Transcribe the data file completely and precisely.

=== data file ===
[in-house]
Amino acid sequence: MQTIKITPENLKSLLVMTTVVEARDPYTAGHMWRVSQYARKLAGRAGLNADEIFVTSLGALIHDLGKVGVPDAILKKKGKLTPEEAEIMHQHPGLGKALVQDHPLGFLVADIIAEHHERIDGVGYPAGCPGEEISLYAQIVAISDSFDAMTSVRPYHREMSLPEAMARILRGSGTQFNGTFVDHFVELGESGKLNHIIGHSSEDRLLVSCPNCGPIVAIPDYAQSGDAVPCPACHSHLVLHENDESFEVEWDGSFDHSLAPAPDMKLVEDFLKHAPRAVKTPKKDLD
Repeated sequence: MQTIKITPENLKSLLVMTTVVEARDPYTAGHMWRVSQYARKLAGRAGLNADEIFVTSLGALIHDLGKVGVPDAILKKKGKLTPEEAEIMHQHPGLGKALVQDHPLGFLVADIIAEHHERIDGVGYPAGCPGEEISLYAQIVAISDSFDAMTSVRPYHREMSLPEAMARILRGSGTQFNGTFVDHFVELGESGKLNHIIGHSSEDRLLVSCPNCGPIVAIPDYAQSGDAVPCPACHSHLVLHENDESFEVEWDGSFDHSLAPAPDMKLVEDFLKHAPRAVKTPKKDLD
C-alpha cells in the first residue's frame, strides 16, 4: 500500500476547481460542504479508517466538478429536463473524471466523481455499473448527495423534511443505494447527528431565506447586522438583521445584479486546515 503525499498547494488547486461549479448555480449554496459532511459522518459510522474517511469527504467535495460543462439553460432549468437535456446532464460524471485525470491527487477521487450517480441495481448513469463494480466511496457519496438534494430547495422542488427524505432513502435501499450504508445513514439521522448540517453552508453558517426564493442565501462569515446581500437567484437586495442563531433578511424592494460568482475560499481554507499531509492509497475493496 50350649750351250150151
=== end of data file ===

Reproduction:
[in-house]
Amino acid sequence: MQTIKITPENLKSLLVMTTVVEARDPYTAGHMWRVSQYARKLAGRAGLNADEIFVTSLGALIHDLGKVGVPDAILKKKGKLTPEEAEIMHQHPGLGKALVQDHPLGFLVADIIAEHHERIDGVGYPAGCPGEEISLYAQIVAISDSFDAMTSVRPYHREMSLPEAMARILRGSGTQFNGTFVDHFVELGESGKLNHIIGHSSEDRLLVSCPNCGPIVAIPDYAQSGDAVPCPACHSHLVLHENDESFEVEWDGSFDHSLAPAPDMKLVEDFLKHAPRAVKTPKKDLD
Repeated sequence: MQTIKITPENLKSLLVMTTVVEARDPYTAGHMWRVSQYARKLAGRAGLNADEIFVTSLGALIHDLGKVGVPDAILKKKGKLTPEEAEIMHQHPGLGKALVQDHPLGFLVADIIAEHHERIDGVGYPAGCPGEEISLYAQIVAISDSFDAMTSVRPYHREMSLPEAMARILRGSGTQFNGTFVDHFVELGESGKLNHIIGHSSEDRLLVSCPNCGPIVAIPDYAQSGDAVPCPACHSHLVLHENDESFEVEWDGSFDHSLAPAPDMKLVEDFLKHAPRAVKTPKKDLD
C-alpha cells in the first residue's frame, strides 16, 4: 500500500476547481460542504479508517466538478429536463473524471466523481455499473448527495423534511443505494447527528431565506447586522438583521445584479486546515 503525499498547494488547486461549479448555480449554496459532511459522518459510522474517511469527504467535495460543462439553460432549468437535456446532464460524471485525470491527487477521487450517480441495481448513469463494480466511496457519496438534494430547495422542488427524505432513502435501499450504508445513514439521522448540517453552508453558517426564493442565501462569515446581500437567484437586495442563531433578511424592494460568482475560499481554507499531509492509497475493496 50350649750351250150151